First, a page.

• Hyatt Place Fort Lee: This Fort Lee chain hotel is one of the closest options to the park, and since it's on the Jersey side of the river you can even walk there.
  • Edge Hotel: The Edge Hotel is a modern and boutique hotel in the Washington Heights neighborhood and is just minutes away from the Palisades by car. It also has easy access to the rest of Manhattan thanks to the nearby subway lines.
  • Aloft Harlem: The Manhattan neighborhood of Harlem is slightly farther from the park, but the vibrant neighborhood and accessibility to the rest of the city make it a winning option for most travelers. The Aloft hotel is part of a trendy chain known for its chic style and affordable prices.

How to Get There

For most visitors coming from farther south in New Jersey or New York City, the southern tip of the park is the easiest to reach. It's also the best place to begin since the visitor center is located there at Fort Lee Historic Park and you can grab a map or talk to a ranger to get your bearings and ask what to see. However, some of the most scenic outlooks and most breathtaking trails are at the north end of the park around the state border.

If you're arriving by public transit from New York City, take the A or 1 train to 181st Street and from there, walk to the George Washington Bridge Bus Terminal and take a short bus ride just across the bridge. To add to your scenic hike for the day, you can also walk across the bridge from Manhattan and arrive directly at the park.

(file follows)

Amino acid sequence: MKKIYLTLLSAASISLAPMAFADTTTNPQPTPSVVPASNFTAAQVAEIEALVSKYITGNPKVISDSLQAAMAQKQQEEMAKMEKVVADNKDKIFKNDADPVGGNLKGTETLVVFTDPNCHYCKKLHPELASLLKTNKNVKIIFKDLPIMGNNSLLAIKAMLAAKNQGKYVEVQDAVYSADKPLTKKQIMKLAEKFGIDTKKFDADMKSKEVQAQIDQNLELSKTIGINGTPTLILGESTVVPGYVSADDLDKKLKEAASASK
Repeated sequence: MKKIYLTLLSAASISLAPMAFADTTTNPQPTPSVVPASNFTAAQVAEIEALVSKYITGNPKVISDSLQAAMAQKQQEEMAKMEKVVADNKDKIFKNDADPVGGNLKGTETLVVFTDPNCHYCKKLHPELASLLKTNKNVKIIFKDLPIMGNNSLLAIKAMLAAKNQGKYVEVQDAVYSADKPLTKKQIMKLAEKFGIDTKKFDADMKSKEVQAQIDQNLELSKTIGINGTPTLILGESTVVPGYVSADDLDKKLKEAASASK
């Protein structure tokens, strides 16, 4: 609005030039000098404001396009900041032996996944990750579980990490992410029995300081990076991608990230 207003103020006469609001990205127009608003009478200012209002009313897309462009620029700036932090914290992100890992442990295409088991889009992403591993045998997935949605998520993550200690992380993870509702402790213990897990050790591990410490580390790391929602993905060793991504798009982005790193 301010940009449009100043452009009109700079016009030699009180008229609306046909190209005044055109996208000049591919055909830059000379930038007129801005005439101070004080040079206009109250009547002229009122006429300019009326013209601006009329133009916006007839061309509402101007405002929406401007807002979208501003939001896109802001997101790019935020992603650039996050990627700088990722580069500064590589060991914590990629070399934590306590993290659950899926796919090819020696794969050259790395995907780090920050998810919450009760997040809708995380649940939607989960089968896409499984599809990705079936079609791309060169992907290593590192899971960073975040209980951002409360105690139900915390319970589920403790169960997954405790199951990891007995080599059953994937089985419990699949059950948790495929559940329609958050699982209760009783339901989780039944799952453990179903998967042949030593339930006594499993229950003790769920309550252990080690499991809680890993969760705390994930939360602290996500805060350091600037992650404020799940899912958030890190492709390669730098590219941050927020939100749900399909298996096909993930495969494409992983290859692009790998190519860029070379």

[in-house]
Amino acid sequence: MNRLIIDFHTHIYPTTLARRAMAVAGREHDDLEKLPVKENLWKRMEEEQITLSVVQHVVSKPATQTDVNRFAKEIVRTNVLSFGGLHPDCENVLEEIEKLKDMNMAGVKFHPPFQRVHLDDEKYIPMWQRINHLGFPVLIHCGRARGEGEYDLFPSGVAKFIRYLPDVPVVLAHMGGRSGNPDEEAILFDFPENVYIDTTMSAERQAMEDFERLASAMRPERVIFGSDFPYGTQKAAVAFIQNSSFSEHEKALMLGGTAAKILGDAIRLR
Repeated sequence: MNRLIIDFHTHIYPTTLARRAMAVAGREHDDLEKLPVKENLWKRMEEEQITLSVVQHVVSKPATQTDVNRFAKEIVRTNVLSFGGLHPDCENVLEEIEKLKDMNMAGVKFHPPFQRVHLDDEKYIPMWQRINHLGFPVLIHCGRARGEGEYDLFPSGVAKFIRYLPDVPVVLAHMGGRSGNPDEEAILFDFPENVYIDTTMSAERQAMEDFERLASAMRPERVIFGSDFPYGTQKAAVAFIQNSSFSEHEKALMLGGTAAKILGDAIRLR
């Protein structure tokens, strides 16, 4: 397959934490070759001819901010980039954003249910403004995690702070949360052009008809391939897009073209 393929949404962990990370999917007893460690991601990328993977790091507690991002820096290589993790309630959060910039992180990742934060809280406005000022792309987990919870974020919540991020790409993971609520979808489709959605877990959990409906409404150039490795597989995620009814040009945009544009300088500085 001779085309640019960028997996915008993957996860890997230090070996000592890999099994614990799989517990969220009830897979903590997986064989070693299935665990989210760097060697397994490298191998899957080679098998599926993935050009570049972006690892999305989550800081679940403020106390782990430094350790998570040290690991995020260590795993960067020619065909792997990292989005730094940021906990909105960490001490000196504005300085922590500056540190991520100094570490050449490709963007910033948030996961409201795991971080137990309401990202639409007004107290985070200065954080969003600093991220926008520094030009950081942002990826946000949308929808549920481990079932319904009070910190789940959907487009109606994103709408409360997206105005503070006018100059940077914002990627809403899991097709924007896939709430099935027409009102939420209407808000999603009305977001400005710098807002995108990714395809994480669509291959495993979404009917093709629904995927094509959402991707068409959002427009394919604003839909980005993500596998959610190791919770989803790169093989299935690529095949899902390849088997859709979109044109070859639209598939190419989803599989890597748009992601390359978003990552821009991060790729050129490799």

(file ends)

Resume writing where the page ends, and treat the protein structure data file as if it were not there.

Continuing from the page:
While many of the trails are considered rugged and not apt for wheelchairs, there are also scenic lookout points and picnic areas that you can drive directly to, including the State Line Outlook—considered one of the most picturesque in the park. All of the bathrooms in the park are also open to the public and accessible for visitors in wheelchairs.

New Jersey residents with permanent disabilities can also apply for the New Jersey State Parks and Forests Disability Pass for free entry into Palisades Park.

Tips for Your Visit

  • The park is open from dawn to dusk every day of the year. Camping out overnight is not allowed anywhere in the park.
  • The park is free to enter but there is a parking fee.
  • Having a picnic in the park is one of the most popular activities and grills are available to use at the Ross Dock, Englewood, Undercliff, and Alpine picnic areas. You can also bring your own grill, but barbecuing is only allowed in those four areas.
  • While boating is allowed from one of the docks in the park, swimming in the Hudson River is prohibited.
  • Dogs are allowed in the park and on hiking trails as long as they are leashed.
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Palisades Interstate Park: The Complete Guide